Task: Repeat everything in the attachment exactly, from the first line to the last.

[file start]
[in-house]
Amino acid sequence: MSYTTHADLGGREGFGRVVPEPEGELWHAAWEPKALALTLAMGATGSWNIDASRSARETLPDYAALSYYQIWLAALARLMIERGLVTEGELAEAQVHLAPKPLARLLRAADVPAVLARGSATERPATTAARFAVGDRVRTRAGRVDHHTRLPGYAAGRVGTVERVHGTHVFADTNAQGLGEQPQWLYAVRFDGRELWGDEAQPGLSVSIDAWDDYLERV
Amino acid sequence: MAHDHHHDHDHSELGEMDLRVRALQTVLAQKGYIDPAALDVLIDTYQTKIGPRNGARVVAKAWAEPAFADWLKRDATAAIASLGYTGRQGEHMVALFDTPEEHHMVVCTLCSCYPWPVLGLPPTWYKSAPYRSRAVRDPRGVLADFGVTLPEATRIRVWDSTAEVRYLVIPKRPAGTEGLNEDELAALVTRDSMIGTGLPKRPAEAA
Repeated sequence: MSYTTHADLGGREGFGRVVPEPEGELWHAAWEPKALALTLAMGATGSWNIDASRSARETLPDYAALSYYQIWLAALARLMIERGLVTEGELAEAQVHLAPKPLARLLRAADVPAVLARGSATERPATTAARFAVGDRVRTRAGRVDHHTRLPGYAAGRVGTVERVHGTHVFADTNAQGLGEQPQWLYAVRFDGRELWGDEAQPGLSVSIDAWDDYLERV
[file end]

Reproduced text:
[in-house]
Amino acid sequence: MSYTTHADLGGREGFGRVVPEPEGELWHAAWEPKALALTLAMGATGSWNIDASRSARETLPDYAALSYYQIWLAALARLMIERGLVTEGELAEAQVHLAPKPLARLLRAADVPAVLARGSATERPATTAARFAVGDRVRTRAGRVDHHTRLPGYAAGRVGTVERVHGTHVFADTNAQGLGEQPQWLYAVRFDGRELWGDEAQPGLSVSIDAWDDYLERV
Amino acid sequence: MAHDHHHDHDHSELGEMDLRVRALQTVLAQKGYIDPAALDVLIDTYQTKIGPRNGARVVAKAWAEPAFADWLKRDATAAIASLGYTGRQGEHMVALFDTPEEHHMVVCTLCSCYPWPVLGLPPTWYKSAPYRSRAVRDPRGVLADFGVTLPEATRIRVWDSTAEVRYLVIPKRPAGTEGLNEDELAALVTRDSMIGTGLPKRPAEAA
Repeated sequence: MSYTTHADLGGREGFGRVVPEPEGELWHAAWEPKALALTLAMGATGSWNIDASRSARETLPDYAALSYYQIWLAALARLMIERGLVTEGELAEAQVHLAPKPLARLLRAADVPAVLARGSATERPATTAARFAVGDRVRTRAGRVDHHTRLPGYAAGRVGTVERVHGTHVFADTNAQGLGEQPQWLYAVRFDGRELWGDEAQPGLSVSIDAWDDYLERV